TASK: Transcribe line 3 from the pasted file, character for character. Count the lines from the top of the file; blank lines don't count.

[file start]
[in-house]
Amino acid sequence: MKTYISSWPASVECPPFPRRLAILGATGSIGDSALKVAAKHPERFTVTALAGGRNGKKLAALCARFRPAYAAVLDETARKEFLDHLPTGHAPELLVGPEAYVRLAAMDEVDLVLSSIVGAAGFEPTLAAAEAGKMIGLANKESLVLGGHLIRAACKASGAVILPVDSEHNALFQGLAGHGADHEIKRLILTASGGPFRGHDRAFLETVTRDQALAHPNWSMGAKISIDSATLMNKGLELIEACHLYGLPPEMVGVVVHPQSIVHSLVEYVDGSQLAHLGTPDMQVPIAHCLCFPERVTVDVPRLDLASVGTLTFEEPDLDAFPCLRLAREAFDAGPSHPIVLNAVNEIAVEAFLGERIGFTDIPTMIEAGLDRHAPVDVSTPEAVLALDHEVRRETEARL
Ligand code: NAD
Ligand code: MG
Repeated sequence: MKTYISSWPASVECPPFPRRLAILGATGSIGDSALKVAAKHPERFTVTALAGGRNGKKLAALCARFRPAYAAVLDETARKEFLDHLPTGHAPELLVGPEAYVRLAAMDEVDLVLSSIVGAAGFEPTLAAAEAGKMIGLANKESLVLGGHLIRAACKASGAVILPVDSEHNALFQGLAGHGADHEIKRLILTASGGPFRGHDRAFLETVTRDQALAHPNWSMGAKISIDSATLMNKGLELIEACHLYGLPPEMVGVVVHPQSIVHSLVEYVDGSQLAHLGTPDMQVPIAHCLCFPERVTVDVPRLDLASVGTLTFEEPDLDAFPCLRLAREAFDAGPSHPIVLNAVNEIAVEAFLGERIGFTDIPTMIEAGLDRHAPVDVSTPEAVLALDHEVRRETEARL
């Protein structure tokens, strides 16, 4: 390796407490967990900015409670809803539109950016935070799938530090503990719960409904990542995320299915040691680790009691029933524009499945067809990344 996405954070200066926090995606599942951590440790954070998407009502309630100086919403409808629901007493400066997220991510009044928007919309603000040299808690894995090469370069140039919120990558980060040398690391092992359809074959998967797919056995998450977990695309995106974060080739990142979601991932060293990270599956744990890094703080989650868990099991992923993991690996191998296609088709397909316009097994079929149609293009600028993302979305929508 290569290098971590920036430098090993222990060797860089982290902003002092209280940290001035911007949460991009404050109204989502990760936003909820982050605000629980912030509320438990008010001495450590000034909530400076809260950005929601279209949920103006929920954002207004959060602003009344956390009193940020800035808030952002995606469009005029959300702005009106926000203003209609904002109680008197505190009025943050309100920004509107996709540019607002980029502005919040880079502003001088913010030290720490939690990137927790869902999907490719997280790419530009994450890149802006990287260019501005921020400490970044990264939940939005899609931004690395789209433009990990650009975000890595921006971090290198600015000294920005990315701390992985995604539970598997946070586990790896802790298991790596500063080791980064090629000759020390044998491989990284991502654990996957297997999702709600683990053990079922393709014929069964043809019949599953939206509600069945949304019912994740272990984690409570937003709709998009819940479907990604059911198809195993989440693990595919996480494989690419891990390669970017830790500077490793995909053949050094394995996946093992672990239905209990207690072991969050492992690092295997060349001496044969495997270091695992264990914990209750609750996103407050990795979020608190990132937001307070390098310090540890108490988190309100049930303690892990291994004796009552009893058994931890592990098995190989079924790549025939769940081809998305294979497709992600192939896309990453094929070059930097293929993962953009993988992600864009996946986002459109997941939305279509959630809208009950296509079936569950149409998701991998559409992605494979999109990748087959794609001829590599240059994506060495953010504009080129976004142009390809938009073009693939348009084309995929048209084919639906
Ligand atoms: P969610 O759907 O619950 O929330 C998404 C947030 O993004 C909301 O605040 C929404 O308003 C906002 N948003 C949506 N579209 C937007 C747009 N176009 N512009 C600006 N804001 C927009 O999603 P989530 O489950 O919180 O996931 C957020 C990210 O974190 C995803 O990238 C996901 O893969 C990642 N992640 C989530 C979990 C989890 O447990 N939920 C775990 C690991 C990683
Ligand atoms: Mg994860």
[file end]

Ligand code: NAD